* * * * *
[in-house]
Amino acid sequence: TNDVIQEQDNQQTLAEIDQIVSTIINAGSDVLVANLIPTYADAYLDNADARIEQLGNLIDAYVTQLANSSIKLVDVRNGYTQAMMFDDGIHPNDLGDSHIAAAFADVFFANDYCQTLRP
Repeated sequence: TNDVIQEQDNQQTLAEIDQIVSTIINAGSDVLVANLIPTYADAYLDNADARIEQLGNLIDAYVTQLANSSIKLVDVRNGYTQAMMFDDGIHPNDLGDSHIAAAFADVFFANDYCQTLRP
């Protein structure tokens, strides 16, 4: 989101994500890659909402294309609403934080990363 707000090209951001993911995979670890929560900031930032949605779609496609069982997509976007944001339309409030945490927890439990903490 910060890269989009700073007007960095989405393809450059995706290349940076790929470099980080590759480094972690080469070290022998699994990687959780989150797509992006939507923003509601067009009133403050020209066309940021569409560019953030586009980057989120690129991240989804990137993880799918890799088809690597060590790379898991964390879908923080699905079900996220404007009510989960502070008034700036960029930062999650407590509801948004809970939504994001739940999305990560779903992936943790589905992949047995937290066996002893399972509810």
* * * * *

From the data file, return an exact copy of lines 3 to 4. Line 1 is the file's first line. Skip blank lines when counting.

Repeated sequence: TNDVIQEQDNQQTLAEIDQIVSTIINAGSDVLVANLIPTYADAYLDNADARIEQLGNLIDAYVTQLANSSIKLVDVRNGYTQAMMFDDGIHPNDLGDSHIAAAFADVFFANDYCQTLRP
């Protein structure tokens, strides 16, 4: 989101994500890659909402294309609403934080990363 707000090209951001993911995979670890929560900031930032949605779609496609069982997509976007944001339309409030945490927890439990903490 910060890269989009700073007007960095989405393809450059995706290349940076790929470099980080590759480094972690080469070290022998699994990687959780989150797509992006939507923003509601067009009133403050020209066309940021569409560019953030586009980057989120690129991240989804990137993880799918890799088809690597060590790379898991964390879908923080699905079900996220404007009510989960502070008034700036960029930062999650407590509801948004809970939504994001739940999305990560779903992936943790589905992949047995937290066996002893399972509810």